Javier* was three months old and nursing at his mother’s breast the first time he entered the United States without documents 27 years ago. His family settled in Chicago where Javier grew up and graduated from high school. Fluent in English with a thick Chicago accent, Javier did not know Mexico before he was deported to Guerrero.
CPTers found Javier hobbling around the desert, carrying a jug of his own urine from which he had been drinking for the day. Only raw skin remained on his blistered feet. He was wandering about 100 yards from an encampment of Minutemen – armed vigilantes on the lookout for migrants.
Southern Arizona has a long history of vigilante violence against migrants. In the 1970s, the Hannigan brothers tortured migrants with cattle irons in Cochise County. Last summer, a lone vigilante held seven migrants at gunpoint. Despite this unlawful detention, the vigilante was not arrested. The Minutemen recently reported detaining migrants while waiting for the Border Patrol to arrive. Stories of the “caza migrantes” (migrant hunters), as they are known in Mexico, strike fear into both documented and undocumented Mexican-Americans along the border.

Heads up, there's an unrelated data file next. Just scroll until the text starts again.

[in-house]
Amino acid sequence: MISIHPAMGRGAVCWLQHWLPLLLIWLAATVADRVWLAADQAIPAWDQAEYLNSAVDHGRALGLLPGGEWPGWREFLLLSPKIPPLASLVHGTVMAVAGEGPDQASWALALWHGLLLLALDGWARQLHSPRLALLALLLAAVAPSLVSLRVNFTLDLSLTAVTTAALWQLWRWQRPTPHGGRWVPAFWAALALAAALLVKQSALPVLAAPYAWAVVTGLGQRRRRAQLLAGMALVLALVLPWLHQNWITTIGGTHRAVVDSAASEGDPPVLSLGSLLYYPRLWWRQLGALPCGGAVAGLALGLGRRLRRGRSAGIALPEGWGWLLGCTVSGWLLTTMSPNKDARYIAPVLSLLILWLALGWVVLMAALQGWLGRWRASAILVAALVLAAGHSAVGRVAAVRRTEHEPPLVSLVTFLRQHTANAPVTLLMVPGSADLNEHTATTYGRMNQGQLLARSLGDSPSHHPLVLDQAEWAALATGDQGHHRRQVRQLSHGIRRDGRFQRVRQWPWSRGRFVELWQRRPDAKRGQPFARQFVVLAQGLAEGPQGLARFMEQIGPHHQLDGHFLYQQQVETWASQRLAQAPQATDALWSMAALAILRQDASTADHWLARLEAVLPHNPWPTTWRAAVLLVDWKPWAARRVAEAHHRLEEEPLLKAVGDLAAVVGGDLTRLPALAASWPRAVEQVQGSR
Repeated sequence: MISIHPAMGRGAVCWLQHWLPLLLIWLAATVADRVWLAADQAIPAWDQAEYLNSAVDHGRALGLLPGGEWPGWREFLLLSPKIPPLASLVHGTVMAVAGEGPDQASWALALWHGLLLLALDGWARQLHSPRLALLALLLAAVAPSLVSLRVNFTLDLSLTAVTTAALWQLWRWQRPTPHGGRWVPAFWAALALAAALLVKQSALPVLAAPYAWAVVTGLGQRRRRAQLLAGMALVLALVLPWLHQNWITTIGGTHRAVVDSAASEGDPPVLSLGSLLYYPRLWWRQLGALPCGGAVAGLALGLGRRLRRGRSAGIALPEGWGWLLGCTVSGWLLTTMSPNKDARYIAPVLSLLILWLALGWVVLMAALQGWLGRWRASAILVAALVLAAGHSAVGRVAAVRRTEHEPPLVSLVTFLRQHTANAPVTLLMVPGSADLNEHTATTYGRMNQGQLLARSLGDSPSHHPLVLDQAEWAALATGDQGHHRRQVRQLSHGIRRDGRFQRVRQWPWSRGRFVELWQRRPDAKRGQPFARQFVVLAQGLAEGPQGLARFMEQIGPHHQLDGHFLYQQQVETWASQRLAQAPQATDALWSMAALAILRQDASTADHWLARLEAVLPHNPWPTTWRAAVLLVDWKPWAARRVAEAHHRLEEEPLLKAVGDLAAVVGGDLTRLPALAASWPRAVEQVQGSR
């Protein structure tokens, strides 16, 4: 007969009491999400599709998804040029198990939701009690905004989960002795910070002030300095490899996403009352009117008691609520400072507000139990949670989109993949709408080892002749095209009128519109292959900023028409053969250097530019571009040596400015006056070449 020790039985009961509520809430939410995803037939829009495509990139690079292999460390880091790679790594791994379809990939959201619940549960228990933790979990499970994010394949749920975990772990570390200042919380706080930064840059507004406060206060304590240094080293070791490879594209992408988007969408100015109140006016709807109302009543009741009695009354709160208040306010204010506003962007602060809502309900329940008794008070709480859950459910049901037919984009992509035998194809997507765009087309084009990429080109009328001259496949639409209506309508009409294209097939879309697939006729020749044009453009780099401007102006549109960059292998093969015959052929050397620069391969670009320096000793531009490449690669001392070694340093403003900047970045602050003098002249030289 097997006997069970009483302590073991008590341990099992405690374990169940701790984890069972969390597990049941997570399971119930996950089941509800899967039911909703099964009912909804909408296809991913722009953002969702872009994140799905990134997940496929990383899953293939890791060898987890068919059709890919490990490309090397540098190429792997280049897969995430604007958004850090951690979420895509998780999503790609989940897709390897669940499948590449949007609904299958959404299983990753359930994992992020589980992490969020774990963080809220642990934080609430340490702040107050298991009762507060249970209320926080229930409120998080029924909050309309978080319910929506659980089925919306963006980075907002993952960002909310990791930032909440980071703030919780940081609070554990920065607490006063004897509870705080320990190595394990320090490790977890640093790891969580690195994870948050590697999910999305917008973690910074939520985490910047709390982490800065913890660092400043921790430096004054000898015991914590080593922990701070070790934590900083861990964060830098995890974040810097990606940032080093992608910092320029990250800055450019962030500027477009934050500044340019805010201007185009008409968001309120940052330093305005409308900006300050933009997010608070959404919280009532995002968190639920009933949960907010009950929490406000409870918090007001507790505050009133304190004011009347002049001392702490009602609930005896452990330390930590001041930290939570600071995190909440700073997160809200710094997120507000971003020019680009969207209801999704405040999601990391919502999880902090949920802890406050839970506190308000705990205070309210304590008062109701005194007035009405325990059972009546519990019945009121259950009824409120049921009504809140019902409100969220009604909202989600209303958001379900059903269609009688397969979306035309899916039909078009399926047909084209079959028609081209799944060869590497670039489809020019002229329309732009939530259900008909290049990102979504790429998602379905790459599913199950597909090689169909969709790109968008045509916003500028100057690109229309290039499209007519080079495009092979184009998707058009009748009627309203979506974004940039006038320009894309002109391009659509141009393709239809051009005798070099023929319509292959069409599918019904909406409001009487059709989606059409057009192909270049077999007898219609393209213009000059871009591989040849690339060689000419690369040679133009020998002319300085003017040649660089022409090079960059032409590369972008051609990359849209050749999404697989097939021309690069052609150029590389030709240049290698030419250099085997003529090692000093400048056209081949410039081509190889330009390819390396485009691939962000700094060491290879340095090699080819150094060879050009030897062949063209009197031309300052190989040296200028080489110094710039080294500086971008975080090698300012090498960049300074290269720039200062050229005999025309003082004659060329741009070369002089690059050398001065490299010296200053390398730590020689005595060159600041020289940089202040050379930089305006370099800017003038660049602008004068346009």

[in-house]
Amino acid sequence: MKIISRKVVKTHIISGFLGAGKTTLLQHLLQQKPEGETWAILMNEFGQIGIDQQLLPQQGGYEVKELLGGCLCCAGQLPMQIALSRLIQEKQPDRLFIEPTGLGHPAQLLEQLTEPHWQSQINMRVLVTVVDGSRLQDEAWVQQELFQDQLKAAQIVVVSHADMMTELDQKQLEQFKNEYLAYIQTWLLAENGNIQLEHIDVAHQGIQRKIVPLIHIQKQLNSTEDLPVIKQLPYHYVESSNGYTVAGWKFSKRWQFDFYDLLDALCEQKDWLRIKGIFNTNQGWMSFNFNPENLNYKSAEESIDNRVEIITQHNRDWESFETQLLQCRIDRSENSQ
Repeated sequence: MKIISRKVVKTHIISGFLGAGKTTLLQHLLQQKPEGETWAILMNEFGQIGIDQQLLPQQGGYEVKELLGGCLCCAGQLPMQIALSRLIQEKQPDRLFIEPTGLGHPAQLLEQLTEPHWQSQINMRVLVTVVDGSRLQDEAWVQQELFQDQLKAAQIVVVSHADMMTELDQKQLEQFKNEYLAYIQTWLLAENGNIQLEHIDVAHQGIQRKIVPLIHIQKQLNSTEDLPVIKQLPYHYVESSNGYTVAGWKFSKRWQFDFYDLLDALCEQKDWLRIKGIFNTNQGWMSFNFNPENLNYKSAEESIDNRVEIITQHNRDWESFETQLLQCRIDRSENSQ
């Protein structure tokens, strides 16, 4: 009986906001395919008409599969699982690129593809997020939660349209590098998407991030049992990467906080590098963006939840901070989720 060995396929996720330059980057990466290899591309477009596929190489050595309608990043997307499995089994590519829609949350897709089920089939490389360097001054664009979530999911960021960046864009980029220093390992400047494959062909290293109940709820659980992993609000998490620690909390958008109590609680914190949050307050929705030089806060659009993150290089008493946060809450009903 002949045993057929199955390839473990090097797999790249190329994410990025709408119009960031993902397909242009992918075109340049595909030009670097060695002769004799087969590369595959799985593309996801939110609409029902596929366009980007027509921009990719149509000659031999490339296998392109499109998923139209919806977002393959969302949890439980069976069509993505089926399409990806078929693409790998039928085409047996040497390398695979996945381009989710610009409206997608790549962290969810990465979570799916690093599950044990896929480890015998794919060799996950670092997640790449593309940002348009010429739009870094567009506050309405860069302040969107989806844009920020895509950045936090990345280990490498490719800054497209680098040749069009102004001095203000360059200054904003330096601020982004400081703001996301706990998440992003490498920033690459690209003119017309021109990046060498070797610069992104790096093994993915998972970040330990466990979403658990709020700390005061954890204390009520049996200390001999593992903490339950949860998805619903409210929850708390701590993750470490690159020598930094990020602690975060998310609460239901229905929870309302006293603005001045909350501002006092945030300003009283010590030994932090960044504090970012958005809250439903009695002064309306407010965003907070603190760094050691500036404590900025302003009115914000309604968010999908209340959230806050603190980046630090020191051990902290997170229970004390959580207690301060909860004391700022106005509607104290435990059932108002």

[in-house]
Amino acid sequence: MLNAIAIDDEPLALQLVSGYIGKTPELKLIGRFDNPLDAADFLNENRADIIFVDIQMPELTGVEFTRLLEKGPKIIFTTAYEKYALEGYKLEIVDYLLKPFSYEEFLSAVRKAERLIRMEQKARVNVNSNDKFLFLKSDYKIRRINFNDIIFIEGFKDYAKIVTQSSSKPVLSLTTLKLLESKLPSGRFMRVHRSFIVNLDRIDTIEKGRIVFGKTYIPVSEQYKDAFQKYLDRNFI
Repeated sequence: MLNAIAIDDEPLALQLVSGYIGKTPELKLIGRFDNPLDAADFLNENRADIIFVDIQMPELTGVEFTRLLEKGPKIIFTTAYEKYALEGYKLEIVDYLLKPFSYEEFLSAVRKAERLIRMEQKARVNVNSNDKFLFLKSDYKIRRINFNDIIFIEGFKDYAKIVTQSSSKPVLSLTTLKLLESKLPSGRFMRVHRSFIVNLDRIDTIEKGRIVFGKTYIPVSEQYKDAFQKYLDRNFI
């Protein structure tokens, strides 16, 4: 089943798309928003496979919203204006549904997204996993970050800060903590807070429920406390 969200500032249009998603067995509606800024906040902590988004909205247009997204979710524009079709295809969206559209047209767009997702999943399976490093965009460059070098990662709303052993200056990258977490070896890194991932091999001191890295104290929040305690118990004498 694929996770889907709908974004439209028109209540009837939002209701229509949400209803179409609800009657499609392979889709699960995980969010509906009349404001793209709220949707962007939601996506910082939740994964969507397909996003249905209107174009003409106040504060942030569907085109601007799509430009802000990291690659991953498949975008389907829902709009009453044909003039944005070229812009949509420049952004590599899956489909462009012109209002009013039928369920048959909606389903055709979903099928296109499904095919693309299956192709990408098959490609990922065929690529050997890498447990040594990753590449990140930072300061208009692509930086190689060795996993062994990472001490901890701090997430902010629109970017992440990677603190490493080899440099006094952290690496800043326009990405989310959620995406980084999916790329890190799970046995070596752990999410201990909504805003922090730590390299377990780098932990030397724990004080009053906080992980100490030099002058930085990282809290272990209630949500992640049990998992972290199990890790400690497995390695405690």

With Javier’s health, and life, clearly at risk, he was whisked into a car and taken to a nearby migrant shelter for treatment. There, he took a long shower and was able to use a walker to get around. He wore a tired smile that evening. The next morning Javier mentioned that he had not slept well. “I could not get the Border Patrol helicopters out of my head,” he said. “I think I’m traumatized. I almost died out there!”
Legislation currently under consideration by the U.S. Congress would consider both Javier and those who rescued him felons.
*Not his real name